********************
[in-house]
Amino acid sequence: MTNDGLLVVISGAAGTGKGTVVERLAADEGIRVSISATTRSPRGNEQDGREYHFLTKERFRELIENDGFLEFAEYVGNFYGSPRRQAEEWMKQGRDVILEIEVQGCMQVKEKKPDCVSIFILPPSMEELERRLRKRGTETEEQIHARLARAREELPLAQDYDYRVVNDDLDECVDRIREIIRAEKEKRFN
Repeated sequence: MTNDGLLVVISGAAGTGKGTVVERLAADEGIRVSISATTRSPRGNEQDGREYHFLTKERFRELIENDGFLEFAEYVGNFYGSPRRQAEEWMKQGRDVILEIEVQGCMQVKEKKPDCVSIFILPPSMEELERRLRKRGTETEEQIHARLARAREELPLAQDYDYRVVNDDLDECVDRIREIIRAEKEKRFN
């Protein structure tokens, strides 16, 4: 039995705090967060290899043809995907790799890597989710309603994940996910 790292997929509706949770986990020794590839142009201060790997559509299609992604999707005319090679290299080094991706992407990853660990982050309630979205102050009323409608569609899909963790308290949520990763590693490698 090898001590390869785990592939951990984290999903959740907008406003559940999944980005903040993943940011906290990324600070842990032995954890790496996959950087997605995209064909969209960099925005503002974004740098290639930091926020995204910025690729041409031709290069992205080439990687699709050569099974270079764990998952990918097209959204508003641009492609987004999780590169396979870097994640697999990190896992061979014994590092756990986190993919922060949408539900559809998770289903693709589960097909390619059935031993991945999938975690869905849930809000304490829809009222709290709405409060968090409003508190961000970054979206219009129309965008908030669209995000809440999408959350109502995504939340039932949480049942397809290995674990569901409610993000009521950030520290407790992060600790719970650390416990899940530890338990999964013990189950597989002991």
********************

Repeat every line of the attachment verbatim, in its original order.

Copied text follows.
[in-house]
Amino acid sequence: MTNDGLLVVISGAAGTGKGTVVERLAADEGIRVSISATTRSPRGNEQDGREYHFLTKERFRELIENDGFLEFAEYVGNFYGSPRRQAEEWMKQGRDVILEIEVQGCMQVKEKKPDCVSIFILPPSMEELERRLRKRGTETEEQIHARLARAREELPLAQDYDYRVVNDDLDECVDRIREIIRAEKEKRFN
Repeated sequence: MTNDGLLVVISGAAGTGKGTVVERLAADEGIRVSISATTRSPRGNEQDGREYHFLTKERFRELIENDGFLEFAEYVGNFYGSPRRQAEEWMKQGRDVILEIEVQGCMQVKEKKPDCVSIFILPPSMEELERRLRKRGTETEEQIHARLARAREELPLAQDYDYRVVNDDLDECVDRIREIIRAEKEKRFN
């Protein structure tokens, strides 16, 4: 039995705090967060290899043809995907790799890597989710309603994940996910 790292997929509706949770986990020794590839142009201060790997559509299609992604999707005319090679290299080094991706992407990853660990982050309630979205102050009323409608569609899909963790308290949520990763590693490698 090898001590390869785990592939951990984290999903959740907008406003559940999944980005903040993943940011906290990324600070842990032995954890790496996959950087997605995209064909969209960099925005503002974004740098290639930091926020995204910025690729041409031709290069992205080439990687699709050569099974270079764990998952990918097209959204508003641009492609987004999780590169396979870097994640697999990190896992061979014994590092756990986190993919922060949408539900559809998770289903693709589960097909390619059935031993991945999938975690869905849930809000304490829809009222709290709405409060968090409003508190961000970054979206219009129309965008908030669209995000809440999408959350109502995504939340039932949480049942397809290995674990569901409610993000009521950030520290407790992060600790719970650390416990899940530890338990999964013990189950597989002991």